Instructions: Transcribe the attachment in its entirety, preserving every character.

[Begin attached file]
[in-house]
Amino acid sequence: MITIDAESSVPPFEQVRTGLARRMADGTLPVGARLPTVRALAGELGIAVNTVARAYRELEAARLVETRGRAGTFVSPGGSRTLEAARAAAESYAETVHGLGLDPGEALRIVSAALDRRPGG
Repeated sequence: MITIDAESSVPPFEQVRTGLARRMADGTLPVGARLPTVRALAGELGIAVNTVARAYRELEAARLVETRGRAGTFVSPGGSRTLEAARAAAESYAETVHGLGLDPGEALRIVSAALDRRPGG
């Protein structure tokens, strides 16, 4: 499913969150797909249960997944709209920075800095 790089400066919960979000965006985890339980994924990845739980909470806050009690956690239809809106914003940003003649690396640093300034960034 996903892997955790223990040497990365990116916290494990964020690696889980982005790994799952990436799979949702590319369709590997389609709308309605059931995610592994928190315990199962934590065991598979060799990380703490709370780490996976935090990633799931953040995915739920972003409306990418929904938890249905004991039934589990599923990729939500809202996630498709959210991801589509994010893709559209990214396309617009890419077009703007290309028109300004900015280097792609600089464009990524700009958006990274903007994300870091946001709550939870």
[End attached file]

[in-house]
Amino acid sequence: MITIDAESSVPPFEQVRTGLARRMADGTLPVGARLPTVRALAGELGIAVNTVARAYRELEAARLVETRGRAGTFVSPGGSRTLEAARAAAESYAETVHGLGLDPGEALRIVSAALDRRPGG
Repeated sequence: MITIDAESSVPPFEQVRTGLARRMADGTLPVGARLPTVRALAGELGIAVNTVARAYRELEAARLVETRGRAGTFVSPGGSRTLEAARAAAESYAETVHGLGLDPGEALRIVSAALDRRPGG
């Protein structure tokens, strides 16, 4: 499913969150797909249960997944709209920075800095 790089400066919960979000965006985890339980994924990845739980909470806050009690956690239809809106914003940003003649690396640093300034960034 996903892997955790223990040497990365990116916290494990964020690696889980982005790994799952990436799979949702590319369709590997389609709308309605059931995610592994928190315990199962934590065991598979060799990380703490709370780490996976935090990633799931953040995915739920972003409306990418929904938890249905004991039934589990599923990729939500809202996630498709959210991801589509994010893709559209990214396309617009890419077009703007290309028109300004900015280097792609600089464009990524700009958006990274903007994300870091946001709550939870």